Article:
Guarantees – Discussing anti-discharge clauses

Most guarantees have an “anti-discharge” clause, these clauses are designed to prevent a guarantor from being discharged from liability and allows the creditor to vary the underlying contract without the guarantor being discharged from their obligations. One of the most referred to authorities is the case of Holme v Brunskill.

In Holme v Brunskill, the case involved the renting of a farm. The farm had sheep on it and a bond was given in relation to the number and condition of the sheep on the farm. A dispute eventuated between the farm owner and the tenant. The dispute was resolved by the tenant giving up half of the leased land and a reduction of the rent payable, this was done without the knowledge of Mr Brunskill who was the guarantor. Mr Brunskill argued that the reduction of the land and rent was a variation of the underlying contract that discharged him.

The guarantee in this case was given for a certain number of sheep in a certain condition from the farm as it was then rented to the tenant. The actions of the owner and the tenant altered that commitment without the consent of the guarantor and the outcome of the case shows that it does not take a major alteration to discharge a guarantor but that it just has to be more than substantial.

An example of an anti-discharge clause is from the case of Dunlop New Zealand Limited v Dumbleton, it reads:

“In order to give full effect to the provision of this guarantee we hereby declare that you shall be at liberty to act as though we were the principal debtors and we hereby waive all and any of our rights as sureties (legal equitable statutory or otherwise) which may at any time be inconsistent with any of the above provisions.”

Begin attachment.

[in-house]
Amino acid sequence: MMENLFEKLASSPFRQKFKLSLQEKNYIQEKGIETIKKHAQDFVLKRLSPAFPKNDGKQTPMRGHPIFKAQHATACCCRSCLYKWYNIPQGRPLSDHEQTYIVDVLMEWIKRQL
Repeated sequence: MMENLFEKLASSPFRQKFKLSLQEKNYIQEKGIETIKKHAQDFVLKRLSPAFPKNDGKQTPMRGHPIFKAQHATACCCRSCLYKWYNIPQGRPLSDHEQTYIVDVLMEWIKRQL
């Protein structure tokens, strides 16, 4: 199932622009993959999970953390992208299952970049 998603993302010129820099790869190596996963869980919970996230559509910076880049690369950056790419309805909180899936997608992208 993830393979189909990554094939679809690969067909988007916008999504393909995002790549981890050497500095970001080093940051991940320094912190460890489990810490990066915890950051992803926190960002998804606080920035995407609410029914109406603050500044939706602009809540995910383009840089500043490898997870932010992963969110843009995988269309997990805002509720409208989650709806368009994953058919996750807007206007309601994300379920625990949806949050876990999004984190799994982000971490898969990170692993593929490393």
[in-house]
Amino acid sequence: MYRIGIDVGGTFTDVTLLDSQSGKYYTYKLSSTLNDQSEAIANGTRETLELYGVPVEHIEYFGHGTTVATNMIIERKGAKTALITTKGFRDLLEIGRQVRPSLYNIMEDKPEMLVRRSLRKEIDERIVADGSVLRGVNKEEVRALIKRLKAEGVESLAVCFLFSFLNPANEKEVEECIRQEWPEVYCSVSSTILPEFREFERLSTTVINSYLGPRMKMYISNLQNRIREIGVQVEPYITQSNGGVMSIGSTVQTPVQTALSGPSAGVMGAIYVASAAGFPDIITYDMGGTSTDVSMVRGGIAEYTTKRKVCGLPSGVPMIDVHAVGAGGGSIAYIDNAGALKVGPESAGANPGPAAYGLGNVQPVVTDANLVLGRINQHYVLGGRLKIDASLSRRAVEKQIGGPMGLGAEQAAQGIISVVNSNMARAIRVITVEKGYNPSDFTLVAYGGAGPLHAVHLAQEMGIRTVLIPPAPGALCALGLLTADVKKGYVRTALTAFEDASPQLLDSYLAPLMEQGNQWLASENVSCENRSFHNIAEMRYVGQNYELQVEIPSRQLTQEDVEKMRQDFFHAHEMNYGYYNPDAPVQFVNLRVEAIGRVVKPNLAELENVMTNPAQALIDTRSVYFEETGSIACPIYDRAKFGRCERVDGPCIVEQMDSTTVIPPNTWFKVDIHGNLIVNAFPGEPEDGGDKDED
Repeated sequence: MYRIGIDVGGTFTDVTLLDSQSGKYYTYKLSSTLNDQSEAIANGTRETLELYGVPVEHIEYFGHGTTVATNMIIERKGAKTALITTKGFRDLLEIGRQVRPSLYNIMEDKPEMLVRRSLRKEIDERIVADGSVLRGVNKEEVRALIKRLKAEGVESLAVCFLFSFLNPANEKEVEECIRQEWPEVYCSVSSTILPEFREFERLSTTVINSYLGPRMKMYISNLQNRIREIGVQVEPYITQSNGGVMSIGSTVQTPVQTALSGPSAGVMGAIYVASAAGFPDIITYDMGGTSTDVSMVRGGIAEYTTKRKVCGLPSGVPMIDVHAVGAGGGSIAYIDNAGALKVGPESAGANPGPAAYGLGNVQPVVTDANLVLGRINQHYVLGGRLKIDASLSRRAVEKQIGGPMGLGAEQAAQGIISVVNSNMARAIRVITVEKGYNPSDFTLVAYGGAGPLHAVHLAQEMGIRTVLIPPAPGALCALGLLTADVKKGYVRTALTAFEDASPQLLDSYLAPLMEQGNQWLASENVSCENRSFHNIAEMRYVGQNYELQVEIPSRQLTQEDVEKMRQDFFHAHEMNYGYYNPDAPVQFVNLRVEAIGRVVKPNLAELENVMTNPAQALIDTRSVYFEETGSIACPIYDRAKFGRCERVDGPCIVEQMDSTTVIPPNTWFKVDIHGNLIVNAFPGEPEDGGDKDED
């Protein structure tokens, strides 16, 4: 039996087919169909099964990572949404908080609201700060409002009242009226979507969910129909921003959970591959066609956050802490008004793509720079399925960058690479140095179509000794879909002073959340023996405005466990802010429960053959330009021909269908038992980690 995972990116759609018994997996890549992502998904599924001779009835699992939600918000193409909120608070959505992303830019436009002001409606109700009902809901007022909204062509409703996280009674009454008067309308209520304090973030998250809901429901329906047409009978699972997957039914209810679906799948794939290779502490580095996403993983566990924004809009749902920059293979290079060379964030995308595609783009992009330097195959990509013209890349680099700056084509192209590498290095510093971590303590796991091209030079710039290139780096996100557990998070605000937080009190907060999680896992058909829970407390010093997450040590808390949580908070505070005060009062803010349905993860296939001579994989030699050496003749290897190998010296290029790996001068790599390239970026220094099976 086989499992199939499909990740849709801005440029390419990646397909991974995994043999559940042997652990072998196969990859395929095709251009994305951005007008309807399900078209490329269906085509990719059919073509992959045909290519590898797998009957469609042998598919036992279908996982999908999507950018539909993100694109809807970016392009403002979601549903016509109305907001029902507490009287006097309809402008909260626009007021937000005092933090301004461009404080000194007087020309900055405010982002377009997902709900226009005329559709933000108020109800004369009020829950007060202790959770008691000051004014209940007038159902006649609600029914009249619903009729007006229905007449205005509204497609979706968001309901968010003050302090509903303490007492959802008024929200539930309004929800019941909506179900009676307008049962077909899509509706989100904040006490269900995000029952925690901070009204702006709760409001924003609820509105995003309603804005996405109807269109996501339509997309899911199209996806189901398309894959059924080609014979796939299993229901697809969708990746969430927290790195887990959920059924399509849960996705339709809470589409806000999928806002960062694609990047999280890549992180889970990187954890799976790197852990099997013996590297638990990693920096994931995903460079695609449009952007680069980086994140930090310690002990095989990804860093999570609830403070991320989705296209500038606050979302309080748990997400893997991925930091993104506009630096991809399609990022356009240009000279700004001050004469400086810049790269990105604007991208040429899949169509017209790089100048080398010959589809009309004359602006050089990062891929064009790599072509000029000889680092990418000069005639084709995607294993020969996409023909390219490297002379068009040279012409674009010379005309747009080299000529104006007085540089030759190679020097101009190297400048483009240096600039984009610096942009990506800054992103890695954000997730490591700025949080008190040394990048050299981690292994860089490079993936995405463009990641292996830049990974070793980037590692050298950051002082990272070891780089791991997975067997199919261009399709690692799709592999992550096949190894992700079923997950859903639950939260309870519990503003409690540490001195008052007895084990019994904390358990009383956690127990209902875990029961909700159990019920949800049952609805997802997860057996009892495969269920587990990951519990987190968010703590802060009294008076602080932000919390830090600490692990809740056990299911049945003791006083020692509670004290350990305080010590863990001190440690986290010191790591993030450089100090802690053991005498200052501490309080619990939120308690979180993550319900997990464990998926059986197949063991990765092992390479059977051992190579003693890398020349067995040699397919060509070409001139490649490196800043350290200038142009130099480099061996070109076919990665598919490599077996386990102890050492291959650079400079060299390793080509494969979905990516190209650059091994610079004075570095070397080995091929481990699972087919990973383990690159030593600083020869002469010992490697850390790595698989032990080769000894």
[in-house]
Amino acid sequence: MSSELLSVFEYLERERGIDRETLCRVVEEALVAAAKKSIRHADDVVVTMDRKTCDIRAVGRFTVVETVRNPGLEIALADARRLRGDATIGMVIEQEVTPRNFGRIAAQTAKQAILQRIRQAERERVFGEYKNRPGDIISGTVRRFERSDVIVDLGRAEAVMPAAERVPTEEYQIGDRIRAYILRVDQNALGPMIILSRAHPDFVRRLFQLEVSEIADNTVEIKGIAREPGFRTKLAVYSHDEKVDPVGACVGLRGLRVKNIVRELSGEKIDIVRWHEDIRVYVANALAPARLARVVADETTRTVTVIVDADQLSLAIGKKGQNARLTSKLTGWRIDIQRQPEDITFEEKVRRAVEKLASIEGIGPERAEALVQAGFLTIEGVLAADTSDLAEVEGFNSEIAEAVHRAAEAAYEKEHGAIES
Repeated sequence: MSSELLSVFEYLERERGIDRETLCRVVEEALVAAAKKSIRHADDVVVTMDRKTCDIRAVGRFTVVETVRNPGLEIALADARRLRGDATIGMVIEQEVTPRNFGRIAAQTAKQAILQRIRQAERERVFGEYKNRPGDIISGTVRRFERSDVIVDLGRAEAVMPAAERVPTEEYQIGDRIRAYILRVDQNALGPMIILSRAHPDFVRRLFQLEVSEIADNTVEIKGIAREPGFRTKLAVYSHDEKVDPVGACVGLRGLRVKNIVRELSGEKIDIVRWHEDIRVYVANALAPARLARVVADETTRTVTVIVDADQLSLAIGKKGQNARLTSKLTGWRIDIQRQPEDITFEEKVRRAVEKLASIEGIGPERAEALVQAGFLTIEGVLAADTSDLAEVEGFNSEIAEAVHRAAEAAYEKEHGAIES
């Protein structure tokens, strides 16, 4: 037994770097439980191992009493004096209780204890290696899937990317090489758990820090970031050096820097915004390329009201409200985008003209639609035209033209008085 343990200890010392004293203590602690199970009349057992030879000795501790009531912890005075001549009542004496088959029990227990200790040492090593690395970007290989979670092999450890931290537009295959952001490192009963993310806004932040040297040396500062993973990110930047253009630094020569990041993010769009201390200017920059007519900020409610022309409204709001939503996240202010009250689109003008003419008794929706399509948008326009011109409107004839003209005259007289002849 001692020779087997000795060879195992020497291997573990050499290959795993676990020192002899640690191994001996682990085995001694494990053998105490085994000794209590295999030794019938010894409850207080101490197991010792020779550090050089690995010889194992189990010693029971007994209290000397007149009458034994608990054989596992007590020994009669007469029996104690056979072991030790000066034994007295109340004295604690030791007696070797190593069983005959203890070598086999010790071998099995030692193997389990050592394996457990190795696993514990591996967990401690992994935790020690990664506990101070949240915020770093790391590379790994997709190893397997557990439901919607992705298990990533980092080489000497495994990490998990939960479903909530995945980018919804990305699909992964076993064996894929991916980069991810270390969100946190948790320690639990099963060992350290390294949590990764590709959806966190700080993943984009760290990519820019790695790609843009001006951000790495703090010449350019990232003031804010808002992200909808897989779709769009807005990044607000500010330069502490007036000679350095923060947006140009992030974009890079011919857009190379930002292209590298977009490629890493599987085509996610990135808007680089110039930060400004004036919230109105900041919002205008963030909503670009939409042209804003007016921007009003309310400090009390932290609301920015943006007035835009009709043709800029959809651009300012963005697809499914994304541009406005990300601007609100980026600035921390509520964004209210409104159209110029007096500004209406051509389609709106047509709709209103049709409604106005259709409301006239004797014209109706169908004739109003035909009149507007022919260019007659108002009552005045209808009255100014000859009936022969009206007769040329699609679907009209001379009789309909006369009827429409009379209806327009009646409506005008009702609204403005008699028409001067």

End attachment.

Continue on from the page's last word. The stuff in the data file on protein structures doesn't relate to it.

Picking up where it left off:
This provision ultimately waived the rights of the guarantor to be discharged. However, the ruling of Brunskill was applied and it was held that a variation of the underlying contract automatically discharged the guarantors and therefore the anti-discharge clause did not apply. The Courts have since confirmed in further case law that the general principles of contractual construction apply to guarantees and that a variation of the underlying contract has the effect of discharging a guarantee unless it is patently obvious that the guarantor has not been prejudiced.

What solutions are available and how might anti-discharge clauses work? There are suggestions that notifying guarantors and obtaining written consent to proposed amendments that are to be made might help avoid disputes arising, even where the amendments appear to fall within the ambit of the anti-discharge clause. It is evident through case law that the drafting of principal debtor clauses has given the Court some latitude to construe them in favor of the guarantor. Therefore, in order to make an anti-discharge clause work, the drafting of these clauses is likely to become more sophisticated and comprehensive over time.